ESA GNC Conference Papers Repository
Flight Results of the LOLA Demonstration of Optical Communications between an Aircraft and a GEO Relay Satellite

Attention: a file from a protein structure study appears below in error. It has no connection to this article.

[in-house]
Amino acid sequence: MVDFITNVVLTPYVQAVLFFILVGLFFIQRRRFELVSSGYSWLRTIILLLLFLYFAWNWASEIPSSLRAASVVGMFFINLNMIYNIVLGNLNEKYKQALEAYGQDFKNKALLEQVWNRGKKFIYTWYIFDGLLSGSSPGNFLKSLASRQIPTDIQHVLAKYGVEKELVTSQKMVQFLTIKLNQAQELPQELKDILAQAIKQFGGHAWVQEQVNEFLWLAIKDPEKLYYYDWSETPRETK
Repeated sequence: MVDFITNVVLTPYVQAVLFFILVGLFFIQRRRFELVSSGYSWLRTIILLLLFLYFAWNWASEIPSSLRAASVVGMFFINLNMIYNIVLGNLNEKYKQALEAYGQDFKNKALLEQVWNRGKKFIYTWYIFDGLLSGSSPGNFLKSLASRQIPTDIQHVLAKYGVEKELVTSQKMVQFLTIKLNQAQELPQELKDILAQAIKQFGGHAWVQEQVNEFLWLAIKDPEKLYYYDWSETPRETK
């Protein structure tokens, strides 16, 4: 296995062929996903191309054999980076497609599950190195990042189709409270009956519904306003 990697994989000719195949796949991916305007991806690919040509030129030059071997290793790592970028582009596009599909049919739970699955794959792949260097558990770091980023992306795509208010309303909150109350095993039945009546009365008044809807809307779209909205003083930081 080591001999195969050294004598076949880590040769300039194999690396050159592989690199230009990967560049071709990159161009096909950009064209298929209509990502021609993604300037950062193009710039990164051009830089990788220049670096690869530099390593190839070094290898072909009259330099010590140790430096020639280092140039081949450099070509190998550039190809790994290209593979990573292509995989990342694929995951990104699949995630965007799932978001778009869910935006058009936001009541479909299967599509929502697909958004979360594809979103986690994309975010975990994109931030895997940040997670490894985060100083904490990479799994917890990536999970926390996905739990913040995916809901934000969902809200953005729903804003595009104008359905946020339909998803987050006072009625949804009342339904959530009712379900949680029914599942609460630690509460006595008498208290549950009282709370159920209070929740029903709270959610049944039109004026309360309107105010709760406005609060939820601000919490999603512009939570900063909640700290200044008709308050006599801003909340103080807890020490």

On December 5th, 2006, a laser link was for the first time established between an optical terminal on-board an aircraft flying at 9,000 m and the SILEX terminal on the Artemis geostationary satellite. This world first event was the result of the 3-year demonstration program LOLA performed by EADS Astrium for the arms procurement agency of the French Ministry of Defence (DGA) to investigate the feasibility of high data rate optical communications through the atmosphere. This first link was followed by a 6-month flight test campaign totalizing more than 50 successful communication sessions over 20 flights. The campaign allowed assessing the operational link performances (bit error rate before and after decoding, availability) in a variety of flight conditions (altitude & weather) and to correlate the model of optical propagation in the atmosphere. The test campaign was concluded by real-time data transmission offering HD video quality between the aircraft and the DGA stand at the Paris Air Show. One of the major challenges of optical communications is the so-called PAT (Pointing, Acquisition & Tracking) function, in charge of co-operative acquisition of the two-way link and then of directing the narrow laser beam (3.5 ?rad divergence) in order to illuminate the other terminal distant by about 40,000 km. LOLA builds on the PAT strategy developed for SILEX, whose performances and robustness have been validated since 2001 by more than 1600 LEO-GEO links between Spot4 and Artemis with an availability close to 100%. Nevertheless, significant design innovations have been introduced to benefit from technology improvements since Silex design in the early 90, but also to face the new challenges imposed by communications through the atmosphere with an airborne terminal:<br> · As apposed to spacecraft where stable and accurate pointing is guarantied by the AOCS, the a priori pointing reference necessary for initial acquisition is not available on an aircraft.<br> · The dynamic environment onboard the aircraft is much severe than in a spacecraft. Vibrations generated by engines, aircraft movements due to piloting and atmospheric turbulences cause broad-band dynamic disturbances with a level of several mrad.<br> · The propagation through the atmosphere combined with the aircraft velocity results in a dynamic scintillation and deviation of the laser signal with a spectrum extending up to several hundreds of Hz.<br> The test campaign proved that these points are well addressed by the LOLA PAT design, since measured performances were better than predicted and most importantly, the tracking function was found very robust to dynamic signal fading due to the fast scintillation introduced by the atmosphere. Moreover, flights test demonstrated a highly desirable asset of the design, i.e. the optical link remains locked when communication performance is degraded by atmospheric propagation, allowing immediate recovery of nominal data transmission when propagation improves.<br> The paper will first describe the technical innovations introduced in the LOLA terminal to address these new challenges as well as the simplification of the terminal to pave the way for future space terminals. The main body of the discussion will then be focused on the synthesis of the PAT performances measured during the flight test campaign:<br> A priori pointing accuracy<br> Acquisition duration<br> Tracking accuracy and its sensitivity to control bandwidth, varied from 300 to 700 Hz during the flights<br> Robustness to signal fading due to scintillation in the atmosphere<br> A concluding part shows how the advanced techniques & technology validated in the LOLA programme can be applied to other fine pointing applications.